Developer goes west with retail: Lauth's Brownsburg Station to cover nearly 70 acres

July 3, 2006

Lauth Property Group soon will break ground on Brownsburg Station, a massive retail complex that will be one of the largest in the Indianapolis area.

The Brownsburg property, which will be roughly 500,000 square feet and sit on almost 70 acres, will take advantage of the west side's rapidly growing suburbs.

The project received preliminary approval from the town of Brownsburg in late June and needs only to clear a few minor hurdles before building can begin. Tenants could move in as early as fall 2007.

The development will be just southwest of the intersection of Interstate 74 and State Road 267. It will be the ninthlargest outdoor shopping center in the metropolitan area, and the fourthlargest on the west side, behind Metropolis, Plainfield Commons and Avon Commons Shopping Center.

The land, currently used for agricultural purposes, is under contract from three local families.

Indianapolis-based Lauth said it's too early to estimate development costs. Clay Terrace, a similar-size, but more upscale, project in Carmel developed by Lauth and Indianapolisbased Simon Property Group Inc., cost $100 million.

North Carolina-based home improvement retailer Lowe's has announced plans to be one of two anchor tenants, but has not signed a lease, said Ken Cave, a vice president of retail development for Lauth. Lowe's representatives did not immediately return a call for comment.

An apparel store will likely be the other anchor, although Cave declined to share the names of tenants that have been contacted about the location. Midsize stores, smaller shops and restaurants likely will fill the remaining space, Cave said.

Hot property

Retail experts predict Brownsburg Station will attract big-name national retailers.

"Brownsburg is one of Hendricks County's fastest-growing towns," said Allison Tiefeo, a retail associate with the local office of St. Louis-based Colliers Turley Martin Tucker. "It has strong residential growth and strong incomes."

The population within five miles of the site is expected to mushroom within five years, from 46,000 to almost 55,000, according to a demographic analysis prepared by Lauth.

Roughly 15,000 people lived in Brownsburg in 2000, according to the U.S. Census Bureau. That number is expected to grow to almost 20,000 by 2010.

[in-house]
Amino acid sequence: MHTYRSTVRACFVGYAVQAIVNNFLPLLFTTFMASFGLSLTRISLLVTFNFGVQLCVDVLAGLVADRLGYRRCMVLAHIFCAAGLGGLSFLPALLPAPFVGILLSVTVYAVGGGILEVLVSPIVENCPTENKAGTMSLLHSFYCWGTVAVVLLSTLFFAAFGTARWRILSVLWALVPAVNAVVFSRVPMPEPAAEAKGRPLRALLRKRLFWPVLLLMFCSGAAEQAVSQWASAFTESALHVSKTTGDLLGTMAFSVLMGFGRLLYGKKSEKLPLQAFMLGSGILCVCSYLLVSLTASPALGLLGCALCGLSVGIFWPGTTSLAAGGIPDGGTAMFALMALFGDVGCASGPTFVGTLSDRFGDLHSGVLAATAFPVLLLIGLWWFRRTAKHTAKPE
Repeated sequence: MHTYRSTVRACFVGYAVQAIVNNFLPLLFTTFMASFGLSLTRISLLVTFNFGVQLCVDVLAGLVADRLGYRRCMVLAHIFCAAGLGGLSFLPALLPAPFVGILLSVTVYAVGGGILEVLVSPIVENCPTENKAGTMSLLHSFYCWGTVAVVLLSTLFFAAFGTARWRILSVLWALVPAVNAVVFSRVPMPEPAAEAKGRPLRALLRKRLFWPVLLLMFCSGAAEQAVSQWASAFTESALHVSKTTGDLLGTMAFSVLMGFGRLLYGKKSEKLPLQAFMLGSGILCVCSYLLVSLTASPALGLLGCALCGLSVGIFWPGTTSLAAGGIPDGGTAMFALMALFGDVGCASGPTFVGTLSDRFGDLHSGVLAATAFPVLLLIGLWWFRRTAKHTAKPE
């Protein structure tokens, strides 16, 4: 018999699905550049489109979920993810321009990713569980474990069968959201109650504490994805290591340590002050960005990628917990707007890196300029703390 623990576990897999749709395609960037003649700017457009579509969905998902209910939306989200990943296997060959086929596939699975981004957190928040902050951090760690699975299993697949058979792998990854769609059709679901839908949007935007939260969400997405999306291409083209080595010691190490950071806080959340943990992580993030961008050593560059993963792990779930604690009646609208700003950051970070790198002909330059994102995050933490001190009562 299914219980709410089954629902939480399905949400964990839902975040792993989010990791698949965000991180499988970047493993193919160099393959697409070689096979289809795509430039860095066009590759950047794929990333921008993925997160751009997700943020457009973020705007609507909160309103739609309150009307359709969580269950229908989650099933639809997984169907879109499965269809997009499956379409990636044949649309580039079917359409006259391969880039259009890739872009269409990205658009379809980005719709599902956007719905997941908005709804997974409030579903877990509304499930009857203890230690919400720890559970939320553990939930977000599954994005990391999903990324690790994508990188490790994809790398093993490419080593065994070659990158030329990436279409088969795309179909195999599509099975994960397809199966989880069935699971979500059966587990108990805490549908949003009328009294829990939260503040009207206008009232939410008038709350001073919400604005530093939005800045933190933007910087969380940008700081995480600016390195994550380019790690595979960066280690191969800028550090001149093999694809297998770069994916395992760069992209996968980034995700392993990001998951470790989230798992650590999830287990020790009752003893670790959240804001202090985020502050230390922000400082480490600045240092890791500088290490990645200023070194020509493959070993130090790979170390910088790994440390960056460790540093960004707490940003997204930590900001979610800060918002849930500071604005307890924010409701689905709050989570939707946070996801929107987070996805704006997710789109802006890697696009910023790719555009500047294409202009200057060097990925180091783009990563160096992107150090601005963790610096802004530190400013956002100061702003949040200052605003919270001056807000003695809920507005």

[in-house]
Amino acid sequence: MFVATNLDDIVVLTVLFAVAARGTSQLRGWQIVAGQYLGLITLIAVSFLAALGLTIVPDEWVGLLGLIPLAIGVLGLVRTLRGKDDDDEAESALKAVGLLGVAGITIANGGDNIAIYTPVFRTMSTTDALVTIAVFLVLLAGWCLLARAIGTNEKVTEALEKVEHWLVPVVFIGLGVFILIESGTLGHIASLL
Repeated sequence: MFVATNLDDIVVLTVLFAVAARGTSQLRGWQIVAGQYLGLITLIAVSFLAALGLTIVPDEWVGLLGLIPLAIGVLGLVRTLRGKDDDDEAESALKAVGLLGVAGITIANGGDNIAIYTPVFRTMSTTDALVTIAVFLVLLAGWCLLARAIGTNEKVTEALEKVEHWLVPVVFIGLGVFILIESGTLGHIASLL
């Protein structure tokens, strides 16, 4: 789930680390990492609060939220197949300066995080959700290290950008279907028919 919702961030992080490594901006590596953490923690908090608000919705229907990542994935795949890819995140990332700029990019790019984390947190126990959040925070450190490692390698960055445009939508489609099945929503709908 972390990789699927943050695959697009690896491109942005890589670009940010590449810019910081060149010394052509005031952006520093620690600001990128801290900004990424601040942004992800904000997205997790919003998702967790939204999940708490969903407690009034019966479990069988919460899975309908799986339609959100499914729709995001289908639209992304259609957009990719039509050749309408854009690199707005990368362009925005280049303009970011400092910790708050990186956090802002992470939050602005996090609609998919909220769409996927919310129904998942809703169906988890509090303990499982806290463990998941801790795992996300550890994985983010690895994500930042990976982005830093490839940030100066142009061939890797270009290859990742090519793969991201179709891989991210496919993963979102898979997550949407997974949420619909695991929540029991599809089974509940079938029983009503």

Lauth's demographic analysis shows the average household income within three miles of the site is $78,000. That's $9,000 higher than the average household income within three miles of Keystone at the Crossing, one of the most affluent rings in Marion County.

The close proximity to the interstate also puts almost 300,000 people within regular shopping distance, Cave said.

Not to mention that anchors like Lowe's serve as magnets.

"[Lowe's] will help attract other retailers," Tiefeo said. "It'll be a strong draw."

A national electronics retailer, local nail salon and a national sandwich franchise have already signed deals for space in a neighboring project, the 33,000-square-foot Northfield Commons, slated to open in October.

"We have some pretty good initial leasing activity," said Kyle Hughes, vice president of Indianapolis-based Veritas Realty LLC, leasing representative for the property's owner, Indianapolis-based RTF Realty Co. He declined to share the names of the retailers.

The Lauth development will only help lease the remaining space in Northfield Commons, Hughes said.

"Another project in the area always creates a certain amount of momentum," he said.

Brownsburg is in northeast Hendricks County, the second-fastest-growing county in Indiana and the 23rd-fastest-growing in the nation, according to U.S. Census Bureau estimates from 2000 to 2004.

Demographics alone, however, won't make the project a success.

"Brownsburg is underserved today," said Clint Fultz, a principal of Indianapolis-based Prime-Site Brokers, "If done properly, the project can be successful."

He cautioned that the architecture, site layout and retail mix would determine whether Brownsburg Station attracted shoppers.

Indianapolis-based Architects Forum designed Brownsburg Station, which will resemble a town center more than a strip mall.

"The question is, where do you put it and how [is it] positioned?" Fultz said. "I'm not sure [Lauth] has solved that with that location."

While the center is close to the interstate, it's tucked behind a Wal-Mart so it does not have immediate access to I-74 and S.R. 267.

Nonetheless, Brownsburg officials are excited about the project's economic ramifications.

"More retail space is needed in the town of Brownsburg ... to help alleviate the tax burden on some of the residents," said Walter Duncan, executive director of the Brownsburg Chamber of Commerce. "The more commercial and retail [development] you have, the less the burden on real estate property taxes."
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